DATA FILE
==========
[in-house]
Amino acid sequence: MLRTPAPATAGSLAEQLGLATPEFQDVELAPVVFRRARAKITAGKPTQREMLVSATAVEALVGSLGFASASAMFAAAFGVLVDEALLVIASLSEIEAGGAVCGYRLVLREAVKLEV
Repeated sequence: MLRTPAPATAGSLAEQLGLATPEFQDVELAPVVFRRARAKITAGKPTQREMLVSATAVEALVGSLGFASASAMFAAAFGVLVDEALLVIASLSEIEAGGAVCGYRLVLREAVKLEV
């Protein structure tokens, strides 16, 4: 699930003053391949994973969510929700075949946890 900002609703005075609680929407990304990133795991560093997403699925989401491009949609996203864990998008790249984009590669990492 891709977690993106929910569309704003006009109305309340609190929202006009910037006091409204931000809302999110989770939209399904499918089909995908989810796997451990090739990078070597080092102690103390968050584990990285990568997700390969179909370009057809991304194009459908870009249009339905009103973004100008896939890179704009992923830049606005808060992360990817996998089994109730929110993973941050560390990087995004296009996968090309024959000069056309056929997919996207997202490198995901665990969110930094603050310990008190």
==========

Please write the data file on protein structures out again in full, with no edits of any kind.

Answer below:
[in-house]
Amino acid sequence: MLRTPAPATAGSLAEQLGLATPEFQDVELAPVVFRRARAKITAGKPTQREMLVSATAVEALVGSLGFASASAMFAAAFGVLVDEALLVIASLSEIEAGGAVCGYRLVLREAVKLEV
Repeated sequence: MLRTPAPATAGSLAEQLGLATPEFQDVELAPVVFRRARAKITAGKPTQREMLVSATAVEALVGSLGFASASAMFAAAFGVLVDEALLVIASLSEIEAGGAVCGYRLVLREAVKLEV
């Protein structure tokens, strides 16, 4: 699930003053391949994973969510929700075949946890 900002609703005075609680929407990304990133795991560093997403699925989401491009949609996203864990998008790249984009590669990492 891709977690993106929910569309704003006009109305309340609190929202006009910037006091409204931000809302999110989770939209399904499918089909995908989810796997451990090739990078070597080092102690103390968050584990990285990568997700390969179909370009057809991304194009459908870009249009339905009103973004100008896939890179704009992923830049606005808060992360990817996998089994109730929110993973941050560390990087995004296009996968090309024959000069056309056929997919996207997202490198995901665990969110930094603050310990008190």